Tofino kayak books:
Time to Dream
by Dan Lewis, Tofino
My first trip south for winter was also my last. Now the farthest south
I go is to Long Beach, five miles south of Tofino, to go storm surfing
in my new surf kayak. I find that winter is a fine time for dreaming
about future trips. And it's a great time to get down to some
serious planning for summertime fun!
There are many ways of going about planning trips, and many sources
of information. I gain inspiration by reading accounts of other people's
adventures. Two of my favourites include Paddling Through Time by Joanna
Streetly, and Visions of the Wild by Maria Coffey and Dag Goering.
Guidebooks are a good source of further information. An excellent
example for the BC coast is Kayak Routes of the Pacific Northwest Coast, edited
by Peter McGee. Guidebooks can also help you narrow down your choices
to areas which are appropriate for your level of skill—one of
the key ingredients of a safe trip.
Once you have an idea where you want to go, it's time for the
charts. You can get a catalogue of charts from the Canadian Hydrographic
Service. Charts come in different scales. The best compromise between
detail and amount of area covered is a scale of 1:40,000. At this scale
you can clearly see the beaches for camping and picnicking, sources
of water and so forth. I also use a 1:150,000 chart on longer trips,
to provide an overview of the route.
The part I love is spreading the charts out on the living room floor,
joining them together so I can see the whole trip laid out before me,
like a bird's eye view of the area I will visit. I start to build
an image in my mind's eye of the mountains, valleys, bays, and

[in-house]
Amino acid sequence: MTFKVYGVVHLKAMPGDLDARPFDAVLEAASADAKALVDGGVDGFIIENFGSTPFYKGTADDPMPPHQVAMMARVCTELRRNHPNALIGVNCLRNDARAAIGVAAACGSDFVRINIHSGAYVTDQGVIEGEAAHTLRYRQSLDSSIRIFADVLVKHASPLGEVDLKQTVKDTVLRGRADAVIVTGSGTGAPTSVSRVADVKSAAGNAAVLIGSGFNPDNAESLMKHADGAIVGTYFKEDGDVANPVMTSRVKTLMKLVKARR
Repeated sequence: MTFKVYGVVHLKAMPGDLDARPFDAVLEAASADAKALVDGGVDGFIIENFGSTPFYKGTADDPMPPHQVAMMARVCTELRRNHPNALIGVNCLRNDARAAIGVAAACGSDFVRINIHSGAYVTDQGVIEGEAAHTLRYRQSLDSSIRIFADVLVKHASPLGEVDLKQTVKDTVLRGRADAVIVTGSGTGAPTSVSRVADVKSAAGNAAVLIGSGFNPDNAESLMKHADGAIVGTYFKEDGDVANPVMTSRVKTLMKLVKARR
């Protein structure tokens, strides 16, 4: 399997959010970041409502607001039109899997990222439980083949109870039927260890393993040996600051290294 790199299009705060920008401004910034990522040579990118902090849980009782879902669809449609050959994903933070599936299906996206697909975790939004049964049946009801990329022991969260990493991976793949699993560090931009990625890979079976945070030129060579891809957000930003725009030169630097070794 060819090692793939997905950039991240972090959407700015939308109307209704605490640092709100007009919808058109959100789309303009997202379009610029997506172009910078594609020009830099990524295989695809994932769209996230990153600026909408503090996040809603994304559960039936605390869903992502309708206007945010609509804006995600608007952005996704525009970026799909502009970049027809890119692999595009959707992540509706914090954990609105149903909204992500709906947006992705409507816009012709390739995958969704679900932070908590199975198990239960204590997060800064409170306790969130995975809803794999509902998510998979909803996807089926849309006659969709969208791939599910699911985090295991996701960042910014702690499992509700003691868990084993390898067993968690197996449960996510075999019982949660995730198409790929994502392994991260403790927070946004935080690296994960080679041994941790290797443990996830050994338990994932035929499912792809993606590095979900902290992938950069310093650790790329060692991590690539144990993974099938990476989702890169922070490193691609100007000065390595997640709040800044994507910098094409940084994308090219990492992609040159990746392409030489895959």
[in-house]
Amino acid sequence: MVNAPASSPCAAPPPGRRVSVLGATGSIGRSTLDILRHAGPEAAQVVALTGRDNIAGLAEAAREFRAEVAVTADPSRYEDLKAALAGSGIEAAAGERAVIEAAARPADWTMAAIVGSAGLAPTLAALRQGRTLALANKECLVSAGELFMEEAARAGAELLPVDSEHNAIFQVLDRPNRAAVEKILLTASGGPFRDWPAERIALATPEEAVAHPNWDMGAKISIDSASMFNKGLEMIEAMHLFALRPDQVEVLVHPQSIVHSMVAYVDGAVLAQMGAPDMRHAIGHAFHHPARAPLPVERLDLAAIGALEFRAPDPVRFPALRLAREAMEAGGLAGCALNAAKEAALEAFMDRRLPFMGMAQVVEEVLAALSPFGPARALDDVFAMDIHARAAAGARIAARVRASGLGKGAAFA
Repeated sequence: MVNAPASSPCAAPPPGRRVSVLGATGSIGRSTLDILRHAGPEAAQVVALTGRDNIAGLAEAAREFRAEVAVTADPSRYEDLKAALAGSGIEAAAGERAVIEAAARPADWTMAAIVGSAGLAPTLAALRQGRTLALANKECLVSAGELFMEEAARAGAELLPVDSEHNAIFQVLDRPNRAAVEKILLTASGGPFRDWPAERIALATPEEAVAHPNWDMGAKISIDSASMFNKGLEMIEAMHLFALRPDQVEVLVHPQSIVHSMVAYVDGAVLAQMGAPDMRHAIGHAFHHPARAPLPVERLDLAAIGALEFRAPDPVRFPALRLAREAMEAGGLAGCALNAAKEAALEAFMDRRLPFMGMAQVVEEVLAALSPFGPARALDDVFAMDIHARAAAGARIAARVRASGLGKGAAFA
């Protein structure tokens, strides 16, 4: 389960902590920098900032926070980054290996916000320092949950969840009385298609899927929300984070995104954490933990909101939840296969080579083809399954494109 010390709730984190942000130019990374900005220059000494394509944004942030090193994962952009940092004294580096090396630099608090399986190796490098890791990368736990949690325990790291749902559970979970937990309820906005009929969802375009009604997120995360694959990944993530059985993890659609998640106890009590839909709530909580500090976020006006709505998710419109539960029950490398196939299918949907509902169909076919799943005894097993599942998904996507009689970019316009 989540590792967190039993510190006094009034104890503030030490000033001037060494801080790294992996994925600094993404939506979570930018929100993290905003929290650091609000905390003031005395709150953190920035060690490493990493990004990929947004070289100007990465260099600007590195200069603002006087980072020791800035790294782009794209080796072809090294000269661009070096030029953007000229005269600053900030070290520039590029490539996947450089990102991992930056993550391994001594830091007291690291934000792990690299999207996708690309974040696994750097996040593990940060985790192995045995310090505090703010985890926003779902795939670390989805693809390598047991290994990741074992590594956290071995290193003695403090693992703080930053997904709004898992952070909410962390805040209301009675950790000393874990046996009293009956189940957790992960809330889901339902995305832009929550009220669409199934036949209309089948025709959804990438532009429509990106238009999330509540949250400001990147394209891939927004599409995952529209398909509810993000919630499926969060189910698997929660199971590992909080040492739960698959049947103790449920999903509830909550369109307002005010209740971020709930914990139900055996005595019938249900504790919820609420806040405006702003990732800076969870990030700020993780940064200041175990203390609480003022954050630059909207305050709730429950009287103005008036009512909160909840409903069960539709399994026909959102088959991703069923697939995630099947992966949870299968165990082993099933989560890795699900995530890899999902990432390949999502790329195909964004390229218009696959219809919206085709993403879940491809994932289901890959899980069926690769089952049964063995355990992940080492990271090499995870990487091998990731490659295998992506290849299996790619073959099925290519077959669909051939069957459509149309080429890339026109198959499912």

coastline I will explore.
One of the key things you want to check for are beaches on which
to land. Which ones look good for camping? Which ones have creeks coming
in where you can gather water? Which ones look like they might have
surf waves to avoid (or play in)? How far will you have to paddle
safe landings, and between campsites?
Where is the put-in? The take-out? Are there any settlements along
Although we often are seeking 'wilderness' on outings,
clean polypro, a piece of fresh baked pie or a hot shower can be quite
a perk after a week or two of paddling.
There are some further sources you might want to check before heading
out. One is the government's 'coast pilot', Sailing
Directions, which is loaded with interesting information, much of it
useful to paddlers. The front section is full of info on natural conditions
such as winds, swell, climate, precipitation and more. This can help
you decide which month is most likely to provide you with favorable
conditions. The rest of the book is a written description of the coast.
If you have the charts out in front of you while reading, and take
the time to find all the features being described, it can help you
pick out details you might otherwise miss until you actually get out
there—a great way to pass those long winter evenings.
Other favourites of mine are the sailing guides published for the
sailboats and powerboats which ply the coast in summer. These often
wealth of local cultural history and anecdotes.
Some people like to mark up their charts with all the info they have
Others like to photocopy relevant data to bring along. It's not
a bad idea to draw lines to indicate likely crossings. You can then
measure the exact distance of each crossing, and note that on the chart
along with the compass bearing for the crossing. This can help reduce
the pressure of dead reckoning in fog, should you ever choose to do
such a silly thing!
I remember poring over charts for hours looking at places with names
like Brecciated Point, and Jurassic Point, picturing all the fun
I would have exploring the rock gardens off shore. Imagine my dismay
upon arrival to find that these places had been clearcut right to
shoreline and left devastated.
Nowadays you can check landsat and aerial photos to locate clearcuts
and wild forests.
So you needn't head to far-off lands this winter. You can travel
in your mind, right in the comfort of your own home. Winter is time
for dreaming. And summer is just around the corner.
Tofino sea kayak maven Dan Lewis lives in Clayoquot Sound where he
operates Rainforest Kayak Adventures with Bonny Glambeck.
Phone him at
at email@example.com or
check out his website at www.rainforestkayak.com
Tofino kayak guide Dan Lewis believes that winter is his time for dreaming about future kayak trips and uses that time for serious planning with kayak books.